This time of year is bittersweet for my siblings and I.
After losing our Dad three years ago, Father’s Day has become somewhat of a sad holiday instead of one we looked forward to. Dad loved spending time with us on Father’s Day, even if it meant just sitting in his backyard with a couple of beers and reciting lines from Ace Ventura.
The ‘first’ Father’s Day was hard, the second was a little less painful. I’m sure this one will be a little less again, but it’ll never reach a point where it passes and I don’t feel a twinge in my heart.
The first year he was gone, I chose to run in a Father’s Day race in support of prostate cancer research. Two years before, my father-in-law had been diagnosed with – and beat – the disease so I was motivated to support the cause that had given us more time with him in hopes of helping others. Plus, running helped expend the energy I would have inevitably spent crying balled up on the couch feeling sorry for myself.
At the race, I was envious of the girls young and old who were either running with their Dads or finished the race with an embrace as their proud Pops waited at the finish line. I distinctly remember watching a girl a few years older than I speed towards the finish line and into the arms of her Dad. With tears in his eyes, he kissed her cheek and thanked her. The back of her shirt said he was a survivor of the disease. I was sure this was a moment they’d remember forever.
My father-in-law remarked how proud he was I had taken the time to run in the race in his honour and raise awareness for the disease. I didn’t buy him anything that year – I had simply given my time to do something meaningful for him.
Apparently the gift of time is no longer good enough.
I heard an ad on the radio this morning, targeted at kids, that said something along the lines of ‘Dad doesn’t want a hug this year, he wants power tools.’ What?
When did Father’s Day become a commercialized, materialistic event? What happened to making Dad his favourite breakfast or taking him mini putting? Perhaps I notice it more because I don’t have the option to spend more time with my father or buy him something he probably didn’t need in the first place. In any event, are we getting carried away?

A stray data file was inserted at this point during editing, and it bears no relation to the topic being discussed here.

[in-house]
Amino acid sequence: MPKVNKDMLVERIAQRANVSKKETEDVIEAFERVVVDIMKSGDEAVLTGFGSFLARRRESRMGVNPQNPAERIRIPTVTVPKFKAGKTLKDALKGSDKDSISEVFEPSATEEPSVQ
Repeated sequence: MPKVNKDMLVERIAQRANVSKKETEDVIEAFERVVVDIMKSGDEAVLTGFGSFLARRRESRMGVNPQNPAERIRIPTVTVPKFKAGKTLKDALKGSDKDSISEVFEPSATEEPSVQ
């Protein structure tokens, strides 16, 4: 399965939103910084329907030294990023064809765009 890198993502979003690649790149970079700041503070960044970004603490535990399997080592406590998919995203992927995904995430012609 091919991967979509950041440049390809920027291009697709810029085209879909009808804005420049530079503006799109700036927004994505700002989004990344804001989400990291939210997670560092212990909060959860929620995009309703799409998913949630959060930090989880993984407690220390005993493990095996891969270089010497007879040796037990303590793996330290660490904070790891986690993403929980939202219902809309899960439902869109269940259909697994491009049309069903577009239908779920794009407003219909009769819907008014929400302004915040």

I used to think Valentine’s Day was the most commercialized holiday but over the past few years, I’ve noticed retailers are putting pressure on us to buy the perfect gift– a day at the spa to give Mom a break on Mother’s Day, an iPad for Grandma and Grandpa at Christmas so they can share those special moments with their grandkids, a new truck for your husband so he can look tough on his way to work while he sits in traffic.
People complain about commercialized holidays and retailers marking up the prices of certain items associated with those days. (Think: a bouquet of red roses on Valentine’s Day, which mysteriously seem to rise in price a few weeks before February 14. Is there an annual shortage I’m not aware of?) Retailers can get away with it because we continue to buy into it.
By participating in this cycle, we place more and more value on the things we buy people instead of the time we spend with them. Granted, I suppose there are people who would rather send their Dad a gift card in the mail instead of actually sitting in the same room with them, but for those who have relationships with their father, why do they need to feel pressure to find the perfect present?
The meaning of Father’s Day is to celebrate fatherhood and their contribution to their families, not provide them with absent-minded gifts.
A pair of Chaps from The Bay doesn’t scream ‘I appreciate you, Dad’; spending time with him and recounting a family trip or making him his favourite meal does.
So, here’s my proposition: while I’m sure your Dad would appreciate a shiny new power tool or a round of golf, chances are he’d rather spend the time with you.
If you insist on buying him something, get him something you can do together – take him for dinner, or if you’re budget-conscious, make him dinner. Show up with a board game or action movie and a few beers, or take him golfing instead of sending him out on his own.
The memories you make will far outlast the warranty on a circular saw.